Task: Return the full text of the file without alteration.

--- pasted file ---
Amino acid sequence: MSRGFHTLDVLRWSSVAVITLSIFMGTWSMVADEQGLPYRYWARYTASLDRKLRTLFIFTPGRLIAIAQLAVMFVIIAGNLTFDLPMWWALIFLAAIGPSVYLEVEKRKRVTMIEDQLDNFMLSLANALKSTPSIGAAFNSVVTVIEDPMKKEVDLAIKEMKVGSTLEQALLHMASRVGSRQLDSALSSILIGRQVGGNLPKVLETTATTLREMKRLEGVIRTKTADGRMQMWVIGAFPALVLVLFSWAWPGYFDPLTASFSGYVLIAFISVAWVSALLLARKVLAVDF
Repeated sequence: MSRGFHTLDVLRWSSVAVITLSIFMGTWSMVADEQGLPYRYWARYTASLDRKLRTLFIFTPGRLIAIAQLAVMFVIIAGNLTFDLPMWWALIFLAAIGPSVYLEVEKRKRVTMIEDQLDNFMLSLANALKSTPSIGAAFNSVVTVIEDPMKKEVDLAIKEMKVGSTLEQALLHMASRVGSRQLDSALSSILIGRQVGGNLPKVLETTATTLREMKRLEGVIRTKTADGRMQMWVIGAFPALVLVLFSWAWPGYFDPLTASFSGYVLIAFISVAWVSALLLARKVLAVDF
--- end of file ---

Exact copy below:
Amino acid sequence: MSRGFHTLDVLRWSSVAVITLSIFMGTWSMVADEQGLPYRYWARYTASLDRKLRTLFIFTPGRLIAIAQLAVMFVIIAGNLTFDLPMWWALIFLAAIGPSVYLEVEKRKRVTMIEDQLDNFMLSLANALKSTPSIGAAFNSVVTVIEDPMKKEVDLAIKEMKVGSTLEQALLHMASRVGSRQLDSALSSILIGRQVGGNLPKVLETTATTLREMKRLEGVIRTKTADGRMQMWVIGAFPALVLVLFSWAWPGYFDPLTASFSGYVLIAFISVAWVSALLLARKVLAVDF
Repeated sequence: MSRGFHTLDVLRWSSVAVITLSIFMGTWSMVADEQGLPYRYWARYTASLDRKLRTLFIFTPGRLIAIAQLAVMFVIIAGNLTFDLPMWWALIFLAAIGPSVYLEVEKRKRVTMIEDQLDNFMLSLANALKSTPSIGAAFNSVVTVIEDPMKKEVDLAIKEMKVGSTLEQALLHMASRVGSRQLDSALSSILIGRQVGGNLPKVLETTATTLREMKRLEGVIRTKTADGRMQMWVIGAFPALVLVLFSWAWPGYFDPLTASFSGYVLIAFISVAWVSALLLARKVLAVDF